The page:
Local Govt | National News Video | Parliament Headlines | Politics Headlines | Search

 


Aerial images online for all to see

October 14, 2005

Aerial images online for all to see

The North Shore City Council has published old aerial photographs of the city on its website www.northshorecity.govt.nz to allow residents and business owners to see whether their land was used for horticulture before 1975.

The council recently completed the lengthy task of trawling through archive photos and files to identify those commercial market gardens, orchards and glasshouses which had spread north after the Auckland Harbour Bridge opened.

North Shore City's senior environmental policy advisor, Phill Reid, is leading the council's project team.

"The time-consuming mapping and cross-checking exercise has been critical to ensuring the reliability of the information," he says.

The relationship of historical horticultural activities to potential soil contamination was first raised through an Auckland Regional Council (ARC) and Auckland District Health Board report in 2001.

This study aimed to identify whether regular activities on land used for horticulture left a build-up of different chemicals within the soil.

The country's fourth largest local authority has been working closely with fellow councils, environmental agencies and public health authorities on the complex subject, which draws comment on everything from pesticides to property values.

"We're using currently agreed regional guideline levels as the basis for our council's approach," Mr Reid says.

"We understand that the Ministry for the Environment is continuing to research the introduction of national guideline levels for contaminants. Should guideline levels change then our approach may also change."

He says the Local Government and Official Information Act provides for councils to tag a Land Information Memorandum (LIM) where there is known information that is considered relevant to the landowner.

"Given that information held on historical horticultural activities is not specific enough to be shown on selected LIMs, every LIM we now produce will contain a generic statement pointing out previous activities and general land-based hazards.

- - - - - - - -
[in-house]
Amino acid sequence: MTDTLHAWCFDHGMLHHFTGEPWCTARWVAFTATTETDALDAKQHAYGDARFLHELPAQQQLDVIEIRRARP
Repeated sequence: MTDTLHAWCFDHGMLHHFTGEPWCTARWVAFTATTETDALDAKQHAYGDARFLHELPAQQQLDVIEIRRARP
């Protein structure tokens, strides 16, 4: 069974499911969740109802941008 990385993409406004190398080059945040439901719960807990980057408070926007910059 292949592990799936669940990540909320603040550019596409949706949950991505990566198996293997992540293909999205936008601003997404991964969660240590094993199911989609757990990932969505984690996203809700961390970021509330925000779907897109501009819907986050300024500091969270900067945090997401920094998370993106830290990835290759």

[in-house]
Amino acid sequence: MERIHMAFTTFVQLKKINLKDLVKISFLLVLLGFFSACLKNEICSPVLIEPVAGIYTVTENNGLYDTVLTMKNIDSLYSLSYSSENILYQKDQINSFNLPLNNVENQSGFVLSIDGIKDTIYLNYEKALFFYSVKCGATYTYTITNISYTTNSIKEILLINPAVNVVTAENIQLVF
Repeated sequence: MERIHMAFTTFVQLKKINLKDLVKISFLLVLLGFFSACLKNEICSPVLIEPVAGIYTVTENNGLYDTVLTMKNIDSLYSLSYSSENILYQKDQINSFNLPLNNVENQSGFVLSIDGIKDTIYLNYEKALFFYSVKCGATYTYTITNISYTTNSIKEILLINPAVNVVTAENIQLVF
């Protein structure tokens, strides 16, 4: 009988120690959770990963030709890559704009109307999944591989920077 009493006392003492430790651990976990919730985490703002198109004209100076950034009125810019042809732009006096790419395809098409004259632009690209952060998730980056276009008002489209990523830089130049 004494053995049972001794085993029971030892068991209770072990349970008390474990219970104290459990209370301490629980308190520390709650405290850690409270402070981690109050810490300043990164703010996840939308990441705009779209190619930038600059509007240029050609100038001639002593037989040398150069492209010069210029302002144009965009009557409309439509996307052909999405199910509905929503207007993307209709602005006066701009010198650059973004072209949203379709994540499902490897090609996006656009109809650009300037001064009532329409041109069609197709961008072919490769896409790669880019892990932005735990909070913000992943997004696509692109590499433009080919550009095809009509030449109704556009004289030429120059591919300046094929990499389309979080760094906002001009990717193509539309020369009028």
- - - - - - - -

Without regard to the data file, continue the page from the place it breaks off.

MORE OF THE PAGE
"Of more specific interest, however, our website now contains historical aerial photos that may indicate whether a horticultural activity once occupied a site.

"In order to determine whether chemical residues are actually present, the soil on any particular property would need to be tested.

"We won't be telling private property owners to carry out soil testing unless there is further building or development proposed for the site. In these situations we may require, as part of the consent application, that a soil test be carried out in accordance with the ARC's procedures.

"Applicants must then address any adverse effects identified, and this could require removing any contaminated soil."

Phill Reid says his council will take its own advice and test the soil of those properties, mostly parks, it has identified as having a horticultural history.

"We're working with the ARC to develop a methodology before we test all council-owned properties, and we'll keep the public posted on that programme," Mr Reid says.

ENDS

© Scoop Media

 
 
 
 
 
Parliament Headlines | Politics Headlines | Regional Headlines

 

Also, Loan Interest: Productivity Commission On Tertiary Education

Key recommendations include better quality control; making it easier for students to transfer between courses; abolishing University Entrance; enabling tertiary institutions to own and control their assets; making it easier for new providers to enter the system; and facilitating more and faster innovation by tertiary education providers... More>>

ALSO:

Higher Payments: Wellington Regional Council Becomes A Living Wage Employer

Councillor Sue Kedgley said she was delighted that the Wellington Regional Council unanimously adopted her motion to become a Living Wage employer, making it the first regional council in New Zealand to do so. More>>

ALSO:

Scoop Images:
Dame Patsy Reddy Sworn In As Governor-General

This morning Dame Patsy Reddy was sworn in as the New Zealand Realm’s 21st Governor-General. The ceremony began with a pōwhiri to welcome Dame Patsy and her husband Sir David Gascoigne to Parliament. More>>

ALSO:

Ruataniwha: DOC, Hawke's Bay Council Developer Take Supreme Court Appeal

The Department of Conservation and Hawke's Bay Regional Investment Company (HBRIC) are appealing to the Supreme Court over a conservation land swap which the Court of Appeal halted. More>>

ALSO:

With NZ's Marama Davidson: Women’s Flotilla Leaves Sicily – Heading For Gaza

Women representing 13 countries spanning five continents began their journey yesterday on Zaytouna-Oliva to the shores of Gaza, which has been under blockade since 2007. On board are a Nobel Peace Laureate, three parliamentarians, a decorated US diplomat, journalists, an Olympic athlete, and a physician. A list of the women with their background can be found here. More>>

Gordon Campbell: On The Key Style Of Crisis Management

At Monday’s post Cabinet press conference Key was in his finest wide- eyed “Problem? What problem?” mode. No, there wasn’t really a problem that top MPI officials had been at odds with each other over the meaning of the fisheries policy and how that policy should be pursued... More>>

ALSO:

Mt Roskill: Greens Will Not Stand In Likely Post-Goff By-Election

“The Green Party’s priority is changing the Government in 2017, and as part of that we’ve decided that we won’t stand a candidate in the probable Mt Roskill by-election... This decision shows the Memorandum of Understanding between Labour and the Green Party is working." More>>

ALSO:

Get More From Scoop

 

LATEST HEADLINES

 
 
 
 
 
 
 
 
 
Regional
Search Scoop  
 
 
Powered by Vodafone
NZ independent news